With the smaller Muslim numbers, it would be unlikely for a purely Muslim party to ever come to power at the state level (with the exception of Jammu and Kashmir). Kishanganj itself is a good illustration of this. With a 70% population, the district could easily have elected MLAs and an MP from Muslim parties. But it is secular parties, who depend on a multi-ethnic voter base, that have tended to win from here.
The third reason is the special status of the Muslim ethnic identity in India that makes a Muslim party very different from, say, a caste-based Dalit or Jat party. Unlike most other ethnic parties, a successful Muslim party tends to precipitate a counter-consolidation. “The Muslim community has also been guided by the need to keep the communal Bharatiya Janata Party out of power and to do so it has consciously avoided the formation of a Muslim party that could aid the BJP’s agenda of consolidating the “Hindu vote”,” wrote Mirza Asmer Beg, a professor in the Department of Political Science at Aligarh Muslim University.
Past the brink
Of course, as is quite obvious, the last point does not hold anymore – Hindu consolidation has already occurred since 2014 behind the Narendra Modi-led BJP and shows little sign of abating.
This undercuts a major reason that secular parties would use to attract Muslim votes. “Congress and other secular parties would always tell Muslims to not divide their votes and be strategic about keeping the BJP out of power,” explained Mohammad Sajjad, a professor at the Aligarh Muslim University who has worked extensively on Muslim politics in Bihar. “Well, now the BJP is firmly in power and the Congress is barely functioning. So that point does not hold.”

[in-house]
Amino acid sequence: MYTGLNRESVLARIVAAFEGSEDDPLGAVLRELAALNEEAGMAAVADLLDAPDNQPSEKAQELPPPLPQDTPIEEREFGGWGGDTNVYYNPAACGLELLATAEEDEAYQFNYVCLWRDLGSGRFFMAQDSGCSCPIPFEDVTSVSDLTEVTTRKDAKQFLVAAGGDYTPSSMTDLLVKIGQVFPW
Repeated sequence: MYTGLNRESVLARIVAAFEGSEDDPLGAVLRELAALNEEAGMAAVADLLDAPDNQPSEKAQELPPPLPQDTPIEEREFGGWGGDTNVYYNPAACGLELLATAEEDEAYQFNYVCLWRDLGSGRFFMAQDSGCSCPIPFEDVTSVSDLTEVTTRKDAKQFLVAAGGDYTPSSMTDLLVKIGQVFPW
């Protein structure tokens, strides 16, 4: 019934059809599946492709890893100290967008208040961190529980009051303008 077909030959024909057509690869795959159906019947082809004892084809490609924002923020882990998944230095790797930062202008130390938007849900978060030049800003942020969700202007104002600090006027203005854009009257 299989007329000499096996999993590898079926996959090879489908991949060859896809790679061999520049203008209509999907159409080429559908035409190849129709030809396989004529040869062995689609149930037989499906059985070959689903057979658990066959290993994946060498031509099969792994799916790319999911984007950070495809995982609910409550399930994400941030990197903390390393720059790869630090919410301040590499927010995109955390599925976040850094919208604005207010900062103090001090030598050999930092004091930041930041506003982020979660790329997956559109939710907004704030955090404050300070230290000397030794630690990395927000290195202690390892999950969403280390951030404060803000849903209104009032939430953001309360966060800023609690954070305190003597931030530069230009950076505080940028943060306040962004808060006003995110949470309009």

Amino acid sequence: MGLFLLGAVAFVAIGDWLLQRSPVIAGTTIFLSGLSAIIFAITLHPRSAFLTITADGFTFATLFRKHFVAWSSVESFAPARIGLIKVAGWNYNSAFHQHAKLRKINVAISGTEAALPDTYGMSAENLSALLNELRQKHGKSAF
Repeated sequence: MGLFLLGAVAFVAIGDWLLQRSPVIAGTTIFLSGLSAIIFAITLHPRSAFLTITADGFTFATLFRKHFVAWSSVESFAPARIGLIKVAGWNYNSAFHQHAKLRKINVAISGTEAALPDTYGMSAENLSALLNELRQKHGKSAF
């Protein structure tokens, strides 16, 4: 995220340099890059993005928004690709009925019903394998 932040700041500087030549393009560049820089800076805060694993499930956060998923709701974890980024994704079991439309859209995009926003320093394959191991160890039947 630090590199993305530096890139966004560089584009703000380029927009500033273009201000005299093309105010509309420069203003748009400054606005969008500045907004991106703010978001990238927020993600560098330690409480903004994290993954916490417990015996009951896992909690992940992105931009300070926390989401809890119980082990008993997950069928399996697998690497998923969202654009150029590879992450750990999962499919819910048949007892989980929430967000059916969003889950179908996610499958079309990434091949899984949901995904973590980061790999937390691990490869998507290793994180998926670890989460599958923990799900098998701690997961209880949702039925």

In a 2018 paper, political scientists Rochana Bajpai and Adnan Farooqui also use the political science theory of outbidding to try and explain the AIMIM’s rise. This theory explains how politicians try and gain the support of ethnically homogenous groups – in this case, the Muslims.
“Asaduddin’s embrace of the mantle of Muslim spokesman, at a time when other Muslim leaders are unwilling or unable to raise Muslim concerns, can be seen as an instance of non-extremist outbidding. His insistence on the recognition of Muslim identity devalued or rendered invisible in dominant Hindu supremacist as well as secular-liberal narratives, contrasts with so called moderate nationalist Muslim representatives, who seek either to minimize their religious identity, or otherwise align it to secular parties. His rhetorical style of identification with the community as a whole serves to project a singular community that is defined by its religious identity and united by its experience of violence and discrimination at the hands of state agencies.”
Bajpai and Farooqui’s model played out well in Kishanganj, with local journalists identifying the Congress’ timidity when it comes to speaking up on Muslim issues, driven by the fear that they would be branded as pro-Muslim by the BJP, as a major factor in the way choices were made. In effect, by being outspoken on a range of issues that are affecting Muslims today, Owaisi could “outbid” the Congress and other multi-ethnic parties for Muslim support.
The final point that seems to have worked in Owaisi’s favour is the sudden spread of social media on the back of an explosion in mobile internet in India. “The boys here are mad over Owaisi,” said Rehmani. “Videos of his speeches circulate very well on social media, WhatsApp.”
Of course, winning in a Muslim-majority seat is one thing. Whether the AIMIM will be able to replicate this performance across Bihar and other states in India will determine whether it becomes a pan-India Muslim-centric ethnic party or whether there will be a return of the allegation that it simply cuts away votes from other secular parties, thus indirectly helping the BJP.